Ever had that feeling of de-ja-vu? Like you’re repeating the same scenario over and over?
Over the past few months, there seems to be another concerted effort to raise fears about home education, last time it was the Badman Review. This time they can’t seem to decide what the main reason for having us registered and monitored is. One minute its radicalisation, more recently its welfare (again). But the overriding message seems to be that home educated children are “hidden”, and parents cannot be trusted to take care of their own children. The overriding message is one of controlling people, not of care of the community or indeed children.
Before moving on to the bulk of my blog post, I would like you to keep this specific legislation in mind, before making a decision whether you agree with registration.
I would also like you in each case to simply ask: How would an EHE child’s name being on a register somewhere have helped them?
Section 47 of the 1989 Children’s Act states:
“(4) Where enquiries are being made under subsection (1) with respect to a child, the local authority concerned shall (with a view to enabling them to determine what action, if any, to take with respect to him) take such steps as are reasonably practicable —
(a) to obtain access to him; or
(b) to ensure that access to him is obtained, on their behalf, by a person authorised by them for the purpose, unless they are satisfied that they already have sufficient information with respect to him.”
Let’s start with the most recent and tragic case to have been in the news. Dylan Seabridge. According to most recent reports, welfare concerns had been reported to Social services over a year before he died. However instead of invoking their powers under section 47, they sent his details to education officials who have no such powers as they deal with education of the child not their welfare and do not have the same training or safeguarding powers at social workers.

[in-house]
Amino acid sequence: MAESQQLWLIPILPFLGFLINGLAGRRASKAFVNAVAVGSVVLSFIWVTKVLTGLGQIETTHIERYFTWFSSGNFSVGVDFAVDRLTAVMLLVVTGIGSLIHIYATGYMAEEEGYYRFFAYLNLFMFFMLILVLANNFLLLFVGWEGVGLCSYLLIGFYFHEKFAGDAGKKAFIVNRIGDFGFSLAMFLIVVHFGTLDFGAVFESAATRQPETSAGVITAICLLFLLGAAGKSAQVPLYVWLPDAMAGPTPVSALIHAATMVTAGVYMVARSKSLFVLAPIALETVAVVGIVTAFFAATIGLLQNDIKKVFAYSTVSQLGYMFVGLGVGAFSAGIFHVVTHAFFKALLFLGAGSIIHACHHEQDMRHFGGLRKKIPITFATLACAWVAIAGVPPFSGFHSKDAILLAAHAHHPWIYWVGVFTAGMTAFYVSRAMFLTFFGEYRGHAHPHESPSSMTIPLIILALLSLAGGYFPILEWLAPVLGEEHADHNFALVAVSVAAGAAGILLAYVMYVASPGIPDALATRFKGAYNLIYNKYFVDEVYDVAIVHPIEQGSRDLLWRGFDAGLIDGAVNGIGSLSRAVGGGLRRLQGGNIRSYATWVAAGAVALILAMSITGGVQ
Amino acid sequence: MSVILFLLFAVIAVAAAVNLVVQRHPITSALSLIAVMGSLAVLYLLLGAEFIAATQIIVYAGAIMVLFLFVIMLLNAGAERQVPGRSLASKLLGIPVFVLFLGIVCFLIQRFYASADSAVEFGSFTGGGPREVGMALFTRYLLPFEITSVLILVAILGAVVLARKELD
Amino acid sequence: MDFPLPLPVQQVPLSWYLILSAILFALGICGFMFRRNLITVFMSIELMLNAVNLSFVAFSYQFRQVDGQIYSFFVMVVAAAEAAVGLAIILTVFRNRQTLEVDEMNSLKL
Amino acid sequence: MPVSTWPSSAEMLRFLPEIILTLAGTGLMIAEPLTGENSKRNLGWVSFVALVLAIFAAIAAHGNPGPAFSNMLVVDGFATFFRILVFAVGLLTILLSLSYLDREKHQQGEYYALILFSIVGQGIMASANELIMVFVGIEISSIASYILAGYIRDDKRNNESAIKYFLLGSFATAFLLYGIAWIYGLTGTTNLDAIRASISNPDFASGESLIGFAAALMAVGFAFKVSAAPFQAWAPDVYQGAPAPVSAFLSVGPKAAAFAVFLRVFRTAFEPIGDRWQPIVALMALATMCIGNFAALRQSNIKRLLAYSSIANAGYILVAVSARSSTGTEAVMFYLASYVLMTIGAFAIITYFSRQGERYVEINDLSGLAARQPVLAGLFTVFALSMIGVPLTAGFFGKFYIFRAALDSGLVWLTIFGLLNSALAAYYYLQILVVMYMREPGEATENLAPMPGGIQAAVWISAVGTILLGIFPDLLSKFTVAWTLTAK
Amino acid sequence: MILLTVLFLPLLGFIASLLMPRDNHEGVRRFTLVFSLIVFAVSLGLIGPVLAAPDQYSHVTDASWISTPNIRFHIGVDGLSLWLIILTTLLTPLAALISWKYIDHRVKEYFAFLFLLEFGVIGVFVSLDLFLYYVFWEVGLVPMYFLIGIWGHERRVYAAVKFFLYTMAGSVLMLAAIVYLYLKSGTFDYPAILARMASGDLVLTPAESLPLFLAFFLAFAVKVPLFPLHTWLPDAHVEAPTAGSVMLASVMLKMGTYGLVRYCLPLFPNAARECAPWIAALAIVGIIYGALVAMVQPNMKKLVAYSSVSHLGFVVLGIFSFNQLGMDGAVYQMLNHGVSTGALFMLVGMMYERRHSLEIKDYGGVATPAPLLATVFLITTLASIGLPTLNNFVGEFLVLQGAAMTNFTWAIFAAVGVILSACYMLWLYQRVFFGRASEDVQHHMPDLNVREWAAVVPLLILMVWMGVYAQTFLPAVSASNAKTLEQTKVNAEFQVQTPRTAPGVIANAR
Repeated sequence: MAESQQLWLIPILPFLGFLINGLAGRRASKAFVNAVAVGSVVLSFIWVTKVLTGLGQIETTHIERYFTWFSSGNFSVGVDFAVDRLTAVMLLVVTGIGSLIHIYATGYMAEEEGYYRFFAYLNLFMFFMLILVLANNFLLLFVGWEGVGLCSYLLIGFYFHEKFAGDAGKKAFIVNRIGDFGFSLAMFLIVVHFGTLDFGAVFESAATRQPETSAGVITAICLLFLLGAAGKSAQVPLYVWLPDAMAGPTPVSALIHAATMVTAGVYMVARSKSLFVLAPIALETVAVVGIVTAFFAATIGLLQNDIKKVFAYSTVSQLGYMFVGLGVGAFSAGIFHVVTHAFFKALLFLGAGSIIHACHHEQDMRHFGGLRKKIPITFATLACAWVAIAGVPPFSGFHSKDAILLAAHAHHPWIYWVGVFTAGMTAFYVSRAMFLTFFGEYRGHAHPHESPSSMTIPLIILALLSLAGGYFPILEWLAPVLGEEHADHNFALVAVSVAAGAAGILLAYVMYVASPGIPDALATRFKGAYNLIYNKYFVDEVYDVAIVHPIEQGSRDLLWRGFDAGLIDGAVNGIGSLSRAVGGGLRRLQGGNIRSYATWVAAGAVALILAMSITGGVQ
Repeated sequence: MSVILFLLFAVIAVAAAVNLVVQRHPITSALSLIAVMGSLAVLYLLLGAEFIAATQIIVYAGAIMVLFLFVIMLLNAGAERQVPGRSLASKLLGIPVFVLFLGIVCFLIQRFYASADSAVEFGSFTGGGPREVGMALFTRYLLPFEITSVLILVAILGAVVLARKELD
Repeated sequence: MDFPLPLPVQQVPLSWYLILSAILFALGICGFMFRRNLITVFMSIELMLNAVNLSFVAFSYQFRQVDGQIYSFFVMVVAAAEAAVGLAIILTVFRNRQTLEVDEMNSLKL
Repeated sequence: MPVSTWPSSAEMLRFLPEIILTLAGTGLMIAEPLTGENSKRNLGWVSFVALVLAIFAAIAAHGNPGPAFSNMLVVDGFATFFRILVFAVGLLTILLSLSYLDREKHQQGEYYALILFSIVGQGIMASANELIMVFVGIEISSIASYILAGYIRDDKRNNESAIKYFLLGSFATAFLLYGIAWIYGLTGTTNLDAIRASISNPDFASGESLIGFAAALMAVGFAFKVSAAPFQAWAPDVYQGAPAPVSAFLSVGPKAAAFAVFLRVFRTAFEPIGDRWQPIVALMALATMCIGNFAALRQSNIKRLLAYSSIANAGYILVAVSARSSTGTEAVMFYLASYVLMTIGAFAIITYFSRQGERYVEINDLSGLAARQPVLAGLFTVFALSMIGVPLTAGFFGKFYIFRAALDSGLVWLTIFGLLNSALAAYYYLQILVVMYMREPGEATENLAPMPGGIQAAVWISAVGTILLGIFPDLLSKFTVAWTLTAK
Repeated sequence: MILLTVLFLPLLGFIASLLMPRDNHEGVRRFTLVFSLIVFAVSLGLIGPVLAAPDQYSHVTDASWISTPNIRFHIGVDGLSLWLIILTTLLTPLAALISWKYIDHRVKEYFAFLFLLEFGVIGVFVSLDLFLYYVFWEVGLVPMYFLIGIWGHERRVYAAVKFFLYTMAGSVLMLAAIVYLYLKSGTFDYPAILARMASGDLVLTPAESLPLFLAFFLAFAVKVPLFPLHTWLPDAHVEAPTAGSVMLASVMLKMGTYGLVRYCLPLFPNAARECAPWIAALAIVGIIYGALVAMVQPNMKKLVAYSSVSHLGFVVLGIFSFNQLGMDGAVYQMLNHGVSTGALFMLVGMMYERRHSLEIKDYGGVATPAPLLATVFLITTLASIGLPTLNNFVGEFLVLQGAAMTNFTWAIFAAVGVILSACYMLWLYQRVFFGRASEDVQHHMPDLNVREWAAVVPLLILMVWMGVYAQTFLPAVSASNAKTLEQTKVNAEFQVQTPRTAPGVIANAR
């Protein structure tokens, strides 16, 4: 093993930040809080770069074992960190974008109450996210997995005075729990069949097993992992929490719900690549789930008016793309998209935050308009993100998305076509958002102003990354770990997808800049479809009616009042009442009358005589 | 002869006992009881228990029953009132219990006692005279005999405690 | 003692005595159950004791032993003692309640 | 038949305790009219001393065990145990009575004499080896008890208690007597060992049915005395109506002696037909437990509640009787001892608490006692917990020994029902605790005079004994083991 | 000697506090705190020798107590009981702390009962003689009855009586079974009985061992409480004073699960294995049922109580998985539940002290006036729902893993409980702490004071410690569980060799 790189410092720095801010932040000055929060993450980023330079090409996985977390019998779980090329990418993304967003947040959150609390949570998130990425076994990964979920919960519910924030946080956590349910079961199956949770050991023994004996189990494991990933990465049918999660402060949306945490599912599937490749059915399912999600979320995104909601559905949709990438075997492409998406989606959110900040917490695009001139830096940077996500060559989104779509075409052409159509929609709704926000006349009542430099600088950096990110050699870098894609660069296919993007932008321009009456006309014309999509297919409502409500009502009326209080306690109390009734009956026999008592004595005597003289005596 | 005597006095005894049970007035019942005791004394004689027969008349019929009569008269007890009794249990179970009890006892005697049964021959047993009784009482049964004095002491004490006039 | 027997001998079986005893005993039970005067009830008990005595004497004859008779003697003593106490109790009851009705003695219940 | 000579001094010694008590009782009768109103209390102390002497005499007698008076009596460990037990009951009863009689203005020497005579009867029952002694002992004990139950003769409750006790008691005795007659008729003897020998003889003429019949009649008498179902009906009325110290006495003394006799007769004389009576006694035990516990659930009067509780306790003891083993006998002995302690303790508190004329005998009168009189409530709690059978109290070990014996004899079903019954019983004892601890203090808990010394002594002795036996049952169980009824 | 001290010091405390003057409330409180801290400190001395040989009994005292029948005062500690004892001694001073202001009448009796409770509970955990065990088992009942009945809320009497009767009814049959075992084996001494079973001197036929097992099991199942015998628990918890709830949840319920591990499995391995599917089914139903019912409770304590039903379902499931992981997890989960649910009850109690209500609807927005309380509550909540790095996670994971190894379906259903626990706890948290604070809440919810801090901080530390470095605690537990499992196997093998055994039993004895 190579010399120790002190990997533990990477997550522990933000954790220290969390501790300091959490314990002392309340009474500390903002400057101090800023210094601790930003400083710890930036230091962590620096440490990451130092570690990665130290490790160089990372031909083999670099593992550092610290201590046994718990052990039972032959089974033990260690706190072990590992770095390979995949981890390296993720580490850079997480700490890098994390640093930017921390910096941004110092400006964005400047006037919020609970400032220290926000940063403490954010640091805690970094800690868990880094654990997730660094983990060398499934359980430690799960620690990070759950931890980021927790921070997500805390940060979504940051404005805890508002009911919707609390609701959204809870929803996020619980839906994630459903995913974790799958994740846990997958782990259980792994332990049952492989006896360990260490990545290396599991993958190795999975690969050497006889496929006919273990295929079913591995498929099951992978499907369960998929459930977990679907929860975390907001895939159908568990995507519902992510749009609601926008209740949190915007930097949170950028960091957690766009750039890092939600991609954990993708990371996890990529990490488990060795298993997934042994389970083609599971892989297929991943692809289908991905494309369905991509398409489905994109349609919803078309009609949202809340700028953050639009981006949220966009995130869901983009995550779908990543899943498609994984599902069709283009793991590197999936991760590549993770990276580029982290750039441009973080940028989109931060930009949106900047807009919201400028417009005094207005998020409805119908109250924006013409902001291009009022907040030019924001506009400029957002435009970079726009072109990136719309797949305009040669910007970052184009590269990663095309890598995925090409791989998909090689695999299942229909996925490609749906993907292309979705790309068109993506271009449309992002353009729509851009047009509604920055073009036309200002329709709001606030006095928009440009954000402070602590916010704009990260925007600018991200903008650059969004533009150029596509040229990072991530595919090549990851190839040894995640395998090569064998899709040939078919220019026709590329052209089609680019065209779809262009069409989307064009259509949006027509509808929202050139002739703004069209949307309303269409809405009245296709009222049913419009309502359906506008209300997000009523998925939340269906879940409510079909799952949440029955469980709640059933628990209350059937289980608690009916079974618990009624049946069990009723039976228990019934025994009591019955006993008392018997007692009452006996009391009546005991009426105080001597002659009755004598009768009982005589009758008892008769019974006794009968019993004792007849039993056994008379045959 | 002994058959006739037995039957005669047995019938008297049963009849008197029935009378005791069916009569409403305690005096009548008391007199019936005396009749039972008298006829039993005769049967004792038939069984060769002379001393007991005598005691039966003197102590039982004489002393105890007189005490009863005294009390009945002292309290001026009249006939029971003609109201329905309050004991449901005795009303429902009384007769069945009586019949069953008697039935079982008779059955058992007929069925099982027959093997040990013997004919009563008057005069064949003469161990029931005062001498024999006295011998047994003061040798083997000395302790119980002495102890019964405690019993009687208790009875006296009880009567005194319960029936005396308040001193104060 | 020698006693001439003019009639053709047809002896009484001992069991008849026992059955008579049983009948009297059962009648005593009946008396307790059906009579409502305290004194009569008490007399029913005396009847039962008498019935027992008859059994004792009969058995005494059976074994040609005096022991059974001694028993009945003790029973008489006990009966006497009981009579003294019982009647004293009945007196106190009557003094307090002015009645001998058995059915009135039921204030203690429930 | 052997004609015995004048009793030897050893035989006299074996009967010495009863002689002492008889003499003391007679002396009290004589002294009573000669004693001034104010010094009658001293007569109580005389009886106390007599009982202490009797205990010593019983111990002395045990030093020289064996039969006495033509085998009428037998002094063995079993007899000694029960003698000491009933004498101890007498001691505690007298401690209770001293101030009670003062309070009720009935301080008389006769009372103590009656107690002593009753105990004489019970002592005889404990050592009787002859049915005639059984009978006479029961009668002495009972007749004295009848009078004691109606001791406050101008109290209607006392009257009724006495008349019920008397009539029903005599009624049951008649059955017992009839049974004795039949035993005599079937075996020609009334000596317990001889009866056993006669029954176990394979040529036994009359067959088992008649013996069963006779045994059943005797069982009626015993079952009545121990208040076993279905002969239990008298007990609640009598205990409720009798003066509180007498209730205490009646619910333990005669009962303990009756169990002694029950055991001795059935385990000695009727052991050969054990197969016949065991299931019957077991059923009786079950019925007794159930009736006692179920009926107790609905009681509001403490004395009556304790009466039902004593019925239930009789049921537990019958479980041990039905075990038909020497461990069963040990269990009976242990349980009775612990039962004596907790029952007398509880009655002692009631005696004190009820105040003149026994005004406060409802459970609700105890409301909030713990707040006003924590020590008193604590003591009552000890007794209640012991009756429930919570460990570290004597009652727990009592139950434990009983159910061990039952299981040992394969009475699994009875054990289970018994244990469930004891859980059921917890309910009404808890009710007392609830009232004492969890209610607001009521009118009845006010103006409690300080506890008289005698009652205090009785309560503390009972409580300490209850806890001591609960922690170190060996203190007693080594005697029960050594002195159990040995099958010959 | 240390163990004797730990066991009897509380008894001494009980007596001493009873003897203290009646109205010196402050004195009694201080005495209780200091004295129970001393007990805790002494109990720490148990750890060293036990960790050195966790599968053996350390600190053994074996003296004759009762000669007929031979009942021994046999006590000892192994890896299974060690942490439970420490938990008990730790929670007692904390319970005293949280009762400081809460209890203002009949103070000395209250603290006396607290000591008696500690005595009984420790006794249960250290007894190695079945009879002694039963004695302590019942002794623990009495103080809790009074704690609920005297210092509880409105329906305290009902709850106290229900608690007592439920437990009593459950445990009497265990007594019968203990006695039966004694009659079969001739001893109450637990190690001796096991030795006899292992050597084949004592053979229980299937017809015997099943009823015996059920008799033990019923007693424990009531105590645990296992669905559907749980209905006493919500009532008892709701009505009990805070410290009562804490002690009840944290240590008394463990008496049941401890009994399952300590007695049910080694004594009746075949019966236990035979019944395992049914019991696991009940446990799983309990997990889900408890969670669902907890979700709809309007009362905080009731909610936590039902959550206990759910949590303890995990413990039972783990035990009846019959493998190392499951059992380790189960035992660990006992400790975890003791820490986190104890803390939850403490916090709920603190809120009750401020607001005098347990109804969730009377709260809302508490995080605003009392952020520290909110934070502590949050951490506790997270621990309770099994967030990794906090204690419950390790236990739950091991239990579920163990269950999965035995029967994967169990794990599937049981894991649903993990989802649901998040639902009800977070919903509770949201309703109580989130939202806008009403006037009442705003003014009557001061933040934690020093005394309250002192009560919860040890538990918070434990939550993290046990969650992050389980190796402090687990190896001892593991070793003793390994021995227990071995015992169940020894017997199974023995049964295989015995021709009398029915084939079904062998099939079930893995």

Apparently he was ‘invisible’ to the LA, my only question is how? If you take the fact the Pembrokeshire was repeatedly reported to be failing it’s safeguarding duties and given a final warning in 2012 out of the equation. Then regardless of any neglect, if social services had done their jobs properly and followed the correct procedure, his life could have been saved.
Instead of demonstrating he was in fact in ‘invisible’ to them, they have demonstrated how their complete lack of understanding of the law led to their own failures. Not only that, they have demonstrated WHY welfare and education should never be conflated.
Furthermore, it came at a time when malnutrition was and is still rising in the UK. In 2010/11 there were 82 confirmed cases of scurvy which in 2014/15 had risen to 113 – the numbers are only counted if the diagnosis is made in hospital.
It was even in the news back in 2009! At which point cases of scurvy had risen by 50%. It was covered here.
It also comes at a time when food poverty is increasing due to government cuts and the use of food banks is also rising for the same reason.